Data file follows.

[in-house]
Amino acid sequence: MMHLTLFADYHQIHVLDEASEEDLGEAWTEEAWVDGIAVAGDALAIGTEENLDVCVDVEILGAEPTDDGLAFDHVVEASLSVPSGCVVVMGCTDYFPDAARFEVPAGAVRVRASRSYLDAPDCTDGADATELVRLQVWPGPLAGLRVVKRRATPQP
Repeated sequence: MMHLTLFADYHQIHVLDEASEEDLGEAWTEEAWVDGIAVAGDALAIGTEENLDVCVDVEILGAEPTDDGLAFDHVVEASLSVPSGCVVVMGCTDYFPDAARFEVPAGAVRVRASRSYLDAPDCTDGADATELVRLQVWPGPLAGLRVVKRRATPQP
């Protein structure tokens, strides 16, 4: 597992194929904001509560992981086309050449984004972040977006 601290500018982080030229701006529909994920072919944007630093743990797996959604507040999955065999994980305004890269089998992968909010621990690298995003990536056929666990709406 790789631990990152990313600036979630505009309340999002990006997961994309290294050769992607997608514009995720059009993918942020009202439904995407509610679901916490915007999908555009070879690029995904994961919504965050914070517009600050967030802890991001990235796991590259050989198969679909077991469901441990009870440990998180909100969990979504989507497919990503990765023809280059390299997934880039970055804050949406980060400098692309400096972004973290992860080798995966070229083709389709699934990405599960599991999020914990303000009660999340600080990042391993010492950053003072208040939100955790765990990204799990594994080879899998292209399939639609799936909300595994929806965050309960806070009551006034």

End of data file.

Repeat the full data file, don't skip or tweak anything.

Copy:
[in-house]
Amino acid sequence: MMHLTLFADYHQIHVLDEASEEDLGEAWTEEAWVDGIAVAGDALAIGTEENLDVCVDVEILGAEPTDDGLAFDHVVEASLSVPSGCVVVMGCTDYFPDAARFEVPAGAVRVRASRSYLDAPDCTDGADATELVRLQVWPGPLAGLRVVKRRATPQP
Repeated sequence: MMHLTLFADYHQIHVLDEASEEDLGEAWTEEAWVDGIAVAGDALAIGTEENLDVCVDVEILGAEPTDDGLAFDHVVEASLSVPSGCVVVMGCTDYFPDAARFEVPAGAVRVRASRSYLDAPDCTDGADATELVRLQVWPGPLAGLRVVKRRATPQP
């Protein structure tokens, strides 16, 4: 597992194929904001509560992981086309050449984004972040977006 601290500018982080030229701006529909994920072919944007630093743990797996959604507040999955065999994980305004890269089998992968909010621990690298995003990536056929666990709406 790789631990990152990313600036979630505009309340999002990006997961994309290294050769992607997608514009995720059009993918942020009202439904995407509610679901916490915007999908555009070879690029995904994961919504965050914070517009600050967030802890991001990235796991590259050989198969679909077991469901441990009870440990998180909100969990979504989507497919990503990765023809280059390299997934880039970055804050949406980060400098692309400096972004973290992860080798995966070229083709389709699934990405599960599991999020914990303000009660999340600080990042391993010492950053003072208040939100955790765990990204799990594994080879899998292209399939639609799936909300595994929806965050309960806070009551006034």